Darren Draper, PE, CxA, Epsten Group published “Automated Functional Testing Has Arrived and Yes It Works” in the Haystack Connections Magazine, January 2022.
One thing that hasn’t changed much in the commissioning of building systems is functional testing. We test mechanical, electrical and plumbing systems to ensure that they function as intended. One could argue that this is a Commissioning Provider’s highest priority. And we have done this manually (on the job site in front of the equipment) for decades. This was necessary, and continues to be so, for many systems we are hired to test. However, technological advances combined with standardized naming/identification of data points within building automation systems has opened a door to an automated approach to testing of repetitive, terminal-level systems.
As commissioning agents, we also spend a lot of our testing time on troubleshooting operational issues which extends to these terminal devices. Malfunction is not saved just for the more complex systems such as centralized air handling units, chiller plants and integrated lighting control systems. But, we are rarely able to account for this time when putting together proposals. Otherwise, our clients might think we are overcharging or believe they can get a better deal from another firm. This presents further opportunity for leveraging the technology at our fingertips to test repetitive, less sophisticated systems automatically and to do so at scale. Haystack tagging, for example, really helps to apply similar analytics across multiple projects by coding the analytics to look for specific tags. From a software development viewpoint, this is very powerful and lowers the cost of deploying automated testing and analytics. As a commissioning provider, we don’t have to really understand how tagging works; we simply see lower costs from our technology partner because of the benefits of Haystack data normalization.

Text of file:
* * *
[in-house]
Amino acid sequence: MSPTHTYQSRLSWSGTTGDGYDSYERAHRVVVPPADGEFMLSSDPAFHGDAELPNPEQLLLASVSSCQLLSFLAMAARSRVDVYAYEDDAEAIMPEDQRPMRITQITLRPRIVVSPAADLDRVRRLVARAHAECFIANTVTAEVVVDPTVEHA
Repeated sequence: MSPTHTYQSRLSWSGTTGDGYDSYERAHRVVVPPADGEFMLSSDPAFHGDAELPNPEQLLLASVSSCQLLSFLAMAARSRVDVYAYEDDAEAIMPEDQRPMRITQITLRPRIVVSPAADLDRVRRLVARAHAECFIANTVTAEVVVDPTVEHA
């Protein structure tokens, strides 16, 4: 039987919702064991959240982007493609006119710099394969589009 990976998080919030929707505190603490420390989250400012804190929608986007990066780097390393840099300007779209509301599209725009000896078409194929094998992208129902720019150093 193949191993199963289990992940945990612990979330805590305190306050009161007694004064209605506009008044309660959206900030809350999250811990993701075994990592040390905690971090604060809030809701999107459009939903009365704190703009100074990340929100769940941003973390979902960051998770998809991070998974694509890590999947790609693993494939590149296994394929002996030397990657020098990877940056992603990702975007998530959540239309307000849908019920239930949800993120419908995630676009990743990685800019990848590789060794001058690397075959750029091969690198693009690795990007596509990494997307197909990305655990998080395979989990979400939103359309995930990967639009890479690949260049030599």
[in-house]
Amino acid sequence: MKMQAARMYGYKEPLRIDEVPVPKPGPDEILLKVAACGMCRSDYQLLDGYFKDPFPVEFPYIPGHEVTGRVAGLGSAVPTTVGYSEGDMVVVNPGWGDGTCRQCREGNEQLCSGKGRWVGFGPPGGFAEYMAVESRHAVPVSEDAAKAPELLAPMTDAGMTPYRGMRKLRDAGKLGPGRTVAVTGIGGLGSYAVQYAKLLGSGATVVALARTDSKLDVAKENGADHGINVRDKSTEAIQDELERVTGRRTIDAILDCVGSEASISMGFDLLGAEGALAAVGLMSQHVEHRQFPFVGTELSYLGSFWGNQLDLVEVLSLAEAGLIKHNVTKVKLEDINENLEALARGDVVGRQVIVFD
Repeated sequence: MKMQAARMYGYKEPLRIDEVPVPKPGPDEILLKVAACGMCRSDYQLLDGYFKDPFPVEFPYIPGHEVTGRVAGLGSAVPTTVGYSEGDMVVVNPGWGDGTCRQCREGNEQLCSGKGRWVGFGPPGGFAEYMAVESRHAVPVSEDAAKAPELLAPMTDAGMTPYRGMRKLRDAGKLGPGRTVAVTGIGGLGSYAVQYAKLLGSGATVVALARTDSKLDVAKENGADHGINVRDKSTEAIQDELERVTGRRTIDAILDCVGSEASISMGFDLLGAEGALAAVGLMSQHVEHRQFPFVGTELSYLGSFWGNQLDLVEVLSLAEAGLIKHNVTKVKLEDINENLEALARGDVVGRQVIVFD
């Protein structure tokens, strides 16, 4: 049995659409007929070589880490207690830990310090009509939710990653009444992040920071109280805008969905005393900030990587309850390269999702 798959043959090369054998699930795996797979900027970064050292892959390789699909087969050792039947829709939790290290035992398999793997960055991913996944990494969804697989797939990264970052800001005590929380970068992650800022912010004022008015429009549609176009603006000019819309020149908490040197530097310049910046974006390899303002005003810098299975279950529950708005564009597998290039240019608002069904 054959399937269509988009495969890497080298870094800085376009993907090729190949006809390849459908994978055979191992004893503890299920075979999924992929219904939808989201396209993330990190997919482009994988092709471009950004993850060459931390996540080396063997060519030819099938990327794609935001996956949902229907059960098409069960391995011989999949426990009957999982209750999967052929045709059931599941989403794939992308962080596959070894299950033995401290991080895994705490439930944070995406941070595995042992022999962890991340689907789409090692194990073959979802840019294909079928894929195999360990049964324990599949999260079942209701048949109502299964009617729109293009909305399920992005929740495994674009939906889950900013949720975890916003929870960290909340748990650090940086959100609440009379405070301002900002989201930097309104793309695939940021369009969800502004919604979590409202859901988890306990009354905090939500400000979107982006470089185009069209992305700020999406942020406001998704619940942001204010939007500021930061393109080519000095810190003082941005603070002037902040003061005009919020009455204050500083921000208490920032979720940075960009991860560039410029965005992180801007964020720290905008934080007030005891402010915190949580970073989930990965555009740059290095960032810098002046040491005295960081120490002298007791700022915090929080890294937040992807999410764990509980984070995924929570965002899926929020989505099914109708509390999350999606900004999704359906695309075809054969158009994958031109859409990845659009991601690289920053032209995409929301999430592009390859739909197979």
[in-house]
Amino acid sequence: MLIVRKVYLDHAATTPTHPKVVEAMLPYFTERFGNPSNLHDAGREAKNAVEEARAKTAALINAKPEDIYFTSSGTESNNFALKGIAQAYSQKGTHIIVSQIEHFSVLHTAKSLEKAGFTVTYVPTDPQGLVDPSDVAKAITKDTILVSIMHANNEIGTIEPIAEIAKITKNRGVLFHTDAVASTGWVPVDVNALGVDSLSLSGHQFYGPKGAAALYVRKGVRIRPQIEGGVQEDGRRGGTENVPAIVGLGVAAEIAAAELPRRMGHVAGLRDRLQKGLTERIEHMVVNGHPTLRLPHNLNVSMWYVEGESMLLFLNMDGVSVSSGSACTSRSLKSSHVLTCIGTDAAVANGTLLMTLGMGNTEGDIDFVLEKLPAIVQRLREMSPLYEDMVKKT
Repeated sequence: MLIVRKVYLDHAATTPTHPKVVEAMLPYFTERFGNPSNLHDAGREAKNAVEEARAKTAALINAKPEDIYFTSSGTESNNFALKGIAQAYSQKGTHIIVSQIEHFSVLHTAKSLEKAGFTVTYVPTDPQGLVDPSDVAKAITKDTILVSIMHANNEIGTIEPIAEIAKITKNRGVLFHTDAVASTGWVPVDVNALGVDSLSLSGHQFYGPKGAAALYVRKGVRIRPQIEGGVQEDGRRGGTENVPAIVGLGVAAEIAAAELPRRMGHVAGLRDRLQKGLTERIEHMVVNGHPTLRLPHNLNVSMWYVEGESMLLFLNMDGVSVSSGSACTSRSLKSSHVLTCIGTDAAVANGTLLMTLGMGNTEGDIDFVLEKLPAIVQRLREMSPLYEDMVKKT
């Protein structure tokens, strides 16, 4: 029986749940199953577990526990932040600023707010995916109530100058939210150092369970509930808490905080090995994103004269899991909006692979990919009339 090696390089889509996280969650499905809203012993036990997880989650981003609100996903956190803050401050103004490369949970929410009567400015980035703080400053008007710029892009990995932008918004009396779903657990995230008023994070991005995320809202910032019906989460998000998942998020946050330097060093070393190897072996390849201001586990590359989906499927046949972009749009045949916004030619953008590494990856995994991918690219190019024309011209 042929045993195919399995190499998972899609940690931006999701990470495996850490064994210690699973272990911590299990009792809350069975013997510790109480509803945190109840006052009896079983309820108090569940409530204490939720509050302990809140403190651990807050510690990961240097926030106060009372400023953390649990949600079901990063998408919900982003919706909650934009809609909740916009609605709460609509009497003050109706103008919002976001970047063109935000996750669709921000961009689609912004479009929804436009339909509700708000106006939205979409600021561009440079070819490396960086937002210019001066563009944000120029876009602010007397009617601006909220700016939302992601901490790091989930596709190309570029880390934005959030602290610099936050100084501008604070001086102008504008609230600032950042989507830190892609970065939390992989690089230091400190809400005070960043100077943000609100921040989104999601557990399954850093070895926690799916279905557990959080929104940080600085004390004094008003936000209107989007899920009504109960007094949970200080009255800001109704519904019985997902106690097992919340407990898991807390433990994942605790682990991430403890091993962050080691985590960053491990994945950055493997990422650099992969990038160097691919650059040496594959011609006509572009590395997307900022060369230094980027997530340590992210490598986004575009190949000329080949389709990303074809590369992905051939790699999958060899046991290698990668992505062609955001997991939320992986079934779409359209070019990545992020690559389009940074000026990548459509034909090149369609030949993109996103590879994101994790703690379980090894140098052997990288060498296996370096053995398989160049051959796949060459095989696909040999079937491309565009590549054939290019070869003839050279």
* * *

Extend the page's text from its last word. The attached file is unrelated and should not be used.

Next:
Whereas the commissioning agent is typically sitting with a controls technician at some front-end connection and adjusting setpoints to manually check performance, automated functional testing removes this step. If we typically sample terminal units with manual testing, why can’t we test every terminal unit with automated functional testing? Now we can. And we have already done so on numerous projects at the end of construction, before owner occupancy.
Read full article on pages 42-46.